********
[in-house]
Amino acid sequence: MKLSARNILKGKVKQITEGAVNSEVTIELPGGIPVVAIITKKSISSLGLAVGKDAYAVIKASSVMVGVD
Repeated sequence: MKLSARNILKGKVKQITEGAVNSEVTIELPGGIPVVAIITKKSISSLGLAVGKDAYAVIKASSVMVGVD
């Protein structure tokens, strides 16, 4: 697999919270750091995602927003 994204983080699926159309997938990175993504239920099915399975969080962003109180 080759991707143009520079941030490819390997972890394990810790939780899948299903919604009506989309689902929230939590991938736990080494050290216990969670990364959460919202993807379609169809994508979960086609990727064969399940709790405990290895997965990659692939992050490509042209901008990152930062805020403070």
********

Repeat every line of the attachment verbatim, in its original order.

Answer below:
[in-house]
Amino acid sequence: MKLSARNILKGKVKQITEGAVNSEVTIELPGGIPVVAIITKKSISSLGLAVGKDAYAVIKASSVMVGVD
Repeated sequence: MKLSARNILKGKVKQITEGAVNSEVTIELPGGIPVVAIITKKSISSLGLAVGKDAYAVIKASSVMVGVD
């Protein structure tokens, strides 16, 4: 697999919270750091995602927003 994204983080699926159309997938990175993504239920099915399975969080962003109180 080759991707143009520079941030490819390997972890394990810790939780899948299903919604009506989309689902929230939590991938736990080494050290216990969670990364959460919202993807379609169809994508979960086609990727064969399940709790405990290895997965990659692939992050490509042209901008990152930062805020403070």